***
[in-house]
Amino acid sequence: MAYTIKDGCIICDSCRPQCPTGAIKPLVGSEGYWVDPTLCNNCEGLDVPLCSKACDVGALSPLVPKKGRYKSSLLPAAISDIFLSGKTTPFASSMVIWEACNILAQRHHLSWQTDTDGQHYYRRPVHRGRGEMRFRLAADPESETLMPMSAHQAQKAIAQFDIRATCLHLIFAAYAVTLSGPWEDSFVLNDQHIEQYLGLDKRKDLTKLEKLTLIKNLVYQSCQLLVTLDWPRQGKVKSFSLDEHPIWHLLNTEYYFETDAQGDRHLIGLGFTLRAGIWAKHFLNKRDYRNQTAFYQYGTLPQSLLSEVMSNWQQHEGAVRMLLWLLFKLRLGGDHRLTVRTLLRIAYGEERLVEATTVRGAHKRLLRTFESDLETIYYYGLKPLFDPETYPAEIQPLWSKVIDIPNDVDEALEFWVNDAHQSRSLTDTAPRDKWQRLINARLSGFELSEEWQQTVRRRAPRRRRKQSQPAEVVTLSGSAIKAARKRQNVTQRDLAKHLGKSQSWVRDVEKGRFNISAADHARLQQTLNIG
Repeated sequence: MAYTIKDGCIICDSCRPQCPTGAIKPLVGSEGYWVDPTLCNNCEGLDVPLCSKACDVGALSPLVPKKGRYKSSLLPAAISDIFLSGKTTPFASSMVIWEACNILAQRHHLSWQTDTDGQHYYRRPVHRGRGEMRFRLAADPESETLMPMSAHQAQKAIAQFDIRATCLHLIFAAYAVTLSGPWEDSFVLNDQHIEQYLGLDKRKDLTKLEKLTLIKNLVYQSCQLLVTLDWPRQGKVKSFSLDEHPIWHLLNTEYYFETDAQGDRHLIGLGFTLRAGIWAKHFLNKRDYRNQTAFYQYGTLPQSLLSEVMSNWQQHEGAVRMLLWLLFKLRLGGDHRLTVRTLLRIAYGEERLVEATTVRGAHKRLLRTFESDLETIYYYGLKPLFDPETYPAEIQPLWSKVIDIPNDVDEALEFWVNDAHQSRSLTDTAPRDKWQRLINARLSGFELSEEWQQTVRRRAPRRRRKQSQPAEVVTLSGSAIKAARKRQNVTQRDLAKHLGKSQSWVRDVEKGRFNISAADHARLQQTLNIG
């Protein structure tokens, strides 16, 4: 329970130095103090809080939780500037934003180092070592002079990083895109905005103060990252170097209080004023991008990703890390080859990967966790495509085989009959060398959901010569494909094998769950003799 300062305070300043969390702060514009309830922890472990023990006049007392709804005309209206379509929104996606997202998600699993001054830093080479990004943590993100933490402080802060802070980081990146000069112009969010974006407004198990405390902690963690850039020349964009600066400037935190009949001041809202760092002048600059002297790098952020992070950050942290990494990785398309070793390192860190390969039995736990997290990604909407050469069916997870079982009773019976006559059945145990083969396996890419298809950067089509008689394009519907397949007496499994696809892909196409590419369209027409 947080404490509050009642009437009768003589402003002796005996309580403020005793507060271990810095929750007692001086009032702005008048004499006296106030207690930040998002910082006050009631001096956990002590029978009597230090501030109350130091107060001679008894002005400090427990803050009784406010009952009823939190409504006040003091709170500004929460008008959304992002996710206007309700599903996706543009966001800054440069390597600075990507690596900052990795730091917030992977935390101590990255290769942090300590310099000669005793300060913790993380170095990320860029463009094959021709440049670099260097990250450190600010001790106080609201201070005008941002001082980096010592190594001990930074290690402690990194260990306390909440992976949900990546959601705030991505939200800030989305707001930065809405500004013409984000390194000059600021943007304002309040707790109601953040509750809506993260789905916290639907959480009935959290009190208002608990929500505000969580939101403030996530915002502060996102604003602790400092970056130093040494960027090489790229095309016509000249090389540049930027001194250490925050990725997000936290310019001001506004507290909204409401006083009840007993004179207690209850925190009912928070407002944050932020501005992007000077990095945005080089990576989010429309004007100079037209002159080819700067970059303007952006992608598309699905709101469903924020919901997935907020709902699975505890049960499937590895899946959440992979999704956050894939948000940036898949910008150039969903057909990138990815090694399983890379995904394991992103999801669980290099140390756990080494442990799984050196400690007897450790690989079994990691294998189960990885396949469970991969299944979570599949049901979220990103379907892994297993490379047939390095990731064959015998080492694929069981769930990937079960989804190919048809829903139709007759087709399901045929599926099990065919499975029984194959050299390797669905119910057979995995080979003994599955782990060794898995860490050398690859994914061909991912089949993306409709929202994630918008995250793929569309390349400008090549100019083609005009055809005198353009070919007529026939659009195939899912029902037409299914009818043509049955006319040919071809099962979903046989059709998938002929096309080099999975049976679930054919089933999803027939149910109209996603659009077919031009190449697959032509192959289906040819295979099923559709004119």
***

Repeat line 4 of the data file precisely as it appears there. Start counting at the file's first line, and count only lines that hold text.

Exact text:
């Protein structure tokens, strides 16, 4: 329970130095103090809080939780500037934003180092070592002079990083895109905005103060990252170097209080004023991008990703890390080859990967966790495509085989009959060398959901010569494909094998769950003799 300062305070300043969390702060514009309830922890472990023990006049007392709804005309209206379509929104996606997202998600699993001054830093080479990004943590993100933490402080802060802070980081990146000069112009969010974006407004198990405390902690963690850039020349964009600066400037935190009949001041809202760092002048600059002297790098952020992070950050942290990494990785398309070793390192860190390969039995736990997290990604909407050469069916997870079982009773019976006559059945145990083969396996890419298809950067089509008689394009519907397949007496499994696809892909196409590419369209027409 947080404490509050009642009437009768003589402003002796005996309580403020005793507060271990810095929750007692001086009032702005008048004499006296106030207690930040998002910082006050009631001096956990002590029978009597230090501030109350130091107060001679008894002005400090427990803050009784406010009952009823939190409504006040003091709170500004929460008008959304992002996710206007309700599903996706543009966001800054440069390597600075990507690596900052990795730091917030992977935390101590990255290769942090300590310099000669005793300060913790993380170095990320860029463009094959021709440049670099260097990250450190600010001790106080609201201070005008941002001082980096010592190594001990930074290690402690990194260990306390909440992976949900990546959601705030991505939200800030989305707001930065809405500004013409984000390194000059600021943007304002309040707790109601953040509750809506993260789905916290639907959480009935959290009190208002608990929500505000969580939101403030996530915002502060996102604003602790400092970056130093040494960027090489790229095309016509000249090389540049930027001194250490925050990725997000936290310019001001506004507290909204409401006083009840007993004179207690209850925190009912928070407002944050932020501005992007000077990095945005080089990576989010429309004007100079037209002159080819700067970059303007952006992608598309699905709101469903924020919901997935907020709902699975505890049960499937590895899946959440992979999704956050894939948000940036898949910008150039969903057909990138990815090694399983890379995904394991992103999801669980290099140390756990080494442990799984050196400690007897450790690989079994990691294998189960990885396949469970991969299944979570599949049901979220990103379907892994297993490379047939390095990731064959015998080492694929069981769930990937079960989804190919048809829903139709007759087709399901045929599926099990065919499975029984194959050299390797669905119910057979995995080979003994599955782990060794898995860490050398690859994914061909991912089949993306409709929202994630918008995250793929569309390349400008090549100019083609005009055809005198353009070919007529026939659009195939899912029902037409299914009818043509049955006319040919071809099962979903046989059709998938002929096309080099999975049976679930054919089933999803027939149910109209996603659009077919031009190449697959032509192959289906040819295979099923559709004119």